Regarding the diocesan service center, Kellner said the money for the building was spent by the archdiocese, not Cardinal Marx. The center was required to provide “efficient and timely” administration for clergy and laity working in parishes, schools, nursing homes and hospitals. But stressed above all in the documentation for the service center was the number of jobs it would provide: 400 in addition to the 8,000 already employed by the archdiocese.

Concerning the cardinal’s salary, Kellner did not dispute the figure, but said that, like that of other Catholic and Protestant church leaders, it is paid by the state of Bavaria. He added that this is in line with the Bavarian Concordat with the Holy See, which guarantees Palais Holnstein as Cardinal Marx’s official residence and serves as the official seat of the archbishop of Munich and Freising. “Palais Holnstein above all is an office building,” Kellner stressed. “The cardinal lives in a three-room flat (90 square meters) in the rear part of the building.”

The Rome guesthouse, meanwhile, was not only purchased at a cost of 9.7 million euro, but the archdiocese is also spending another 4.3 million euros renovating it, according to a diocesan factsheet. The guesthouse is to serve as a “meeting house” to strengthen the “community of believers” from different cultures and “promote mutual understanding of every life.” The building will be a “place of international exchange” and act as a “point of contact with the Holy See.” It will also be used to increase collaboration with the Pontifical Gregorian University as a center for global prevention against sexual violence.

Despite the high cost of the property, it will offer just 17 guestrooms, two suites, a chapel, dining room and living room for use of the archdiocese, as well as small pilgrimages and other visiting groups, and act as a base for the archdiocese in exercising its “diverse and global interdiocesan ecclesiastical duties.”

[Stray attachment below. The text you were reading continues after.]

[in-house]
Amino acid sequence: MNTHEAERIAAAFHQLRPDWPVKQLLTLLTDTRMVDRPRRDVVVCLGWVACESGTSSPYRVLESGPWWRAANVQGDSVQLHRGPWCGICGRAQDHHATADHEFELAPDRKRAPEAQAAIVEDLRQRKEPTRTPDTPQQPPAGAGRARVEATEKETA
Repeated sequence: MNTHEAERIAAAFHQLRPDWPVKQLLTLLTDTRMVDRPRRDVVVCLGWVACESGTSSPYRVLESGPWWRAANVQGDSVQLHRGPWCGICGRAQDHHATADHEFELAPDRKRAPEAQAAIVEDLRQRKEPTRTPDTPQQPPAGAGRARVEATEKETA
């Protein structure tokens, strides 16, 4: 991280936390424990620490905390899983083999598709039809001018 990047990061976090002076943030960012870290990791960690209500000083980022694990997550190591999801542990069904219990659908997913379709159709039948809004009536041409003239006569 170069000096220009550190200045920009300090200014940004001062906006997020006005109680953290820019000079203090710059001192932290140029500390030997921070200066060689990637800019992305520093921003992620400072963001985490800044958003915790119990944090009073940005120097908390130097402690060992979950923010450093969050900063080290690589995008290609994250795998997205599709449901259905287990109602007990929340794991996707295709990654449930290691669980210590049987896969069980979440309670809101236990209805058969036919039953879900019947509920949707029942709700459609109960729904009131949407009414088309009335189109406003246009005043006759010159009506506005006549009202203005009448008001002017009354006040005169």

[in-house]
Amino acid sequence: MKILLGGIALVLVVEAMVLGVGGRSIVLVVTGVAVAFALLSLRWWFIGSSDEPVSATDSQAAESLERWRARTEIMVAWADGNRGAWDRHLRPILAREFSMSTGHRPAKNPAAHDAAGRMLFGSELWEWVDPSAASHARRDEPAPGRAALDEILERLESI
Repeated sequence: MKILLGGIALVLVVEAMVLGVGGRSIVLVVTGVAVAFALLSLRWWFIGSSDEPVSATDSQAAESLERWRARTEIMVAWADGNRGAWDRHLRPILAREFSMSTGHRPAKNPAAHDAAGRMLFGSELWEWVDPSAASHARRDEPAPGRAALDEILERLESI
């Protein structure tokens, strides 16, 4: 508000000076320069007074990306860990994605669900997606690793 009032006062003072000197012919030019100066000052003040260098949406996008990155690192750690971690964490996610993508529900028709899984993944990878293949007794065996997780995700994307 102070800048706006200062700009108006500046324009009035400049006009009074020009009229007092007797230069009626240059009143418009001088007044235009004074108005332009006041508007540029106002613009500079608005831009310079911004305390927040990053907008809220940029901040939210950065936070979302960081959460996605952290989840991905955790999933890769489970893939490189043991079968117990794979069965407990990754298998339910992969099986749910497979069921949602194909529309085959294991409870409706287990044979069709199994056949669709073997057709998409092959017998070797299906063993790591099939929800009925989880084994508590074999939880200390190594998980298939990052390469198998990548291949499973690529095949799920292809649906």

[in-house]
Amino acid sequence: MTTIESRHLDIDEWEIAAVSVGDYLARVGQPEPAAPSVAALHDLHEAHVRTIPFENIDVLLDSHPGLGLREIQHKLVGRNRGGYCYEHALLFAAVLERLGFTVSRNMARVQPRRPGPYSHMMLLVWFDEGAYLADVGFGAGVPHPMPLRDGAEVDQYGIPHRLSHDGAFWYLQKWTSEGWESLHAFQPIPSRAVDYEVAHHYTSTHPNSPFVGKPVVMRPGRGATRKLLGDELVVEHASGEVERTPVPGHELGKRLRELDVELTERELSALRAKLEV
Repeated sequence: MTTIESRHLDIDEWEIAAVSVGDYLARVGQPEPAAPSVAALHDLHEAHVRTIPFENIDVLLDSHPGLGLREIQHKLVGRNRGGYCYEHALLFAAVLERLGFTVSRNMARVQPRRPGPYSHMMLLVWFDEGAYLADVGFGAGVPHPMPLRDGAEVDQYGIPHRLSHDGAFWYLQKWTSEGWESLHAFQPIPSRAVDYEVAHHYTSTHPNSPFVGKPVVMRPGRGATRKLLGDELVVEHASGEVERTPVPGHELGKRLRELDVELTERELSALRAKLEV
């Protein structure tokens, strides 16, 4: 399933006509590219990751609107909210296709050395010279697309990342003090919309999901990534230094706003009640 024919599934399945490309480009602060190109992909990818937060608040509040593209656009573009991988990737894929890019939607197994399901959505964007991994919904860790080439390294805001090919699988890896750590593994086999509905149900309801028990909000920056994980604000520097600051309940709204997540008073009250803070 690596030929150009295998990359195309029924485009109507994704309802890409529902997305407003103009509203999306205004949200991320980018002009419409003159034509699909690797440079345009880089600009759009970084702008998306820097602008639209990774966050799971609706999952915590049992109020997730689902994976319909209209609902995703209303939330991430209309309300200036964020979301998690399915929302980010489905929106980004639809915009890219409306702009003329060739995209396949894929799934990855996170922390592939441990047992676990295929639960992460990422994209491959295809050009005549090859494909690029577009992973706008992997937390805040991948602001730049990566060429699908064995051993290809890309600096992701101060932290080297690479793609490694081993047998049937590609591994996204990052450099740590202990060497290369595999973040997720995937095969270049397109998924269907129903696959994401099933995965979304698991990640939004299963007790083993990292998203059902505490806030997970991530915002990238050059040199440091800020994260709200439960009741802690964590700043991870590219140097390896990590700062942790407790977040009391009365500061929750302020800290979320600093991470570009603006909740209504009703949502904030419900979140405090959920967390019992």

Then, curiously, there is a large and newly renovated palazzo in an area of prime real estate close to the Vatican, which is listed in the telephone directory as belonging to the German bishops’ conference. Its buzzer also bears the same label. Kopp said the conference owns no property in Rome and that the building is rented by a congregation of German sisters, but he did not say why it is identified as an office of the German bishops.

Responding to how all this expense is justified, Kopp explained that the Church in Germany “is working for the poor all over the world” and pointed to news that 27 German dioceses offered 73 million euros for refugees who have sought asylum in Germany.

But material costs aside, criticisms persist that the German hierarchy is adapting the Church’s doctrine to suit the secular world. The Register has learned from a senior source in the German Church that the country’s bishops are “very determined” to change the Church’s labor law to allow employment of divorced-and-remarried Catholics and those in same-sex relationships. Cardinal Marx said in January that the bishops’ position is clear on this and that they “want an opening.”

The bishops, the majority of whom wish to allow some remarried divorcees to receive holy Communion, are expected to pass the reform in a vote in April.

Cardinal Marx has said he wants the divorce-and-remarriage issue, important to the October synod on the family, debated among the faithful. German Church observers believe this is merely a token gesture, as the bishops have openly made up their minds on this issue. Kopp told the Register this is “not true” and that the bishops are “discussing the subject.” The Permanent Council of the German Bishops’ Conference published the discussion in December 2014, he said.

But it’s not only those Catholics inside the Church pressing for looser Church teaching. Those outside pushing a dissenting agenda feel emboldened. On the papal plane from the Philippines, the Pope fielded two questions on contraception. Both of the reporters were German. It’s believed the journalists asked these questions because they assumed the Pope would give more confusing answers, sources say. Although the Pope’s responses were in line with Church teaching, the German media interpreted them in an anti-family way, the German Church source said.

Some fear the German Church will exert more political influence over the universal Church, especially at the upcoming synod. Cardinal Marx has considerable influence as president of the German bishops’ conference, a member of the C9 group of cardinals on Curial reform and as head of the commission of bishops’ conferences at the European Commission (COMECE) in Brussels.

Just ahead of the October synod, in September this year, all of Germany’s bishops are to meet the Pope on their ad limina visit to Rome.

Edward Pentin is the Register’s Rome correspondent.

Bishop Franz-Josef Bode, shown speaking to the media on the opening day of a congress of the Synodal Way, Feb. 3, in Frankfurt, Germany, had his resignation accepted by Pope Francis March 25.

A Fore-Bode-ing Sign for the Synodal Way?

ANALYSIS: Pope Francis’ acceptance of the resignation of Bishop Franz-Josef Bode, a major proponent of the Synodal Way in Germany, is widely seen as a blow to the controversial process. But was this a ‘strategic element’ of the Vatican’s decision?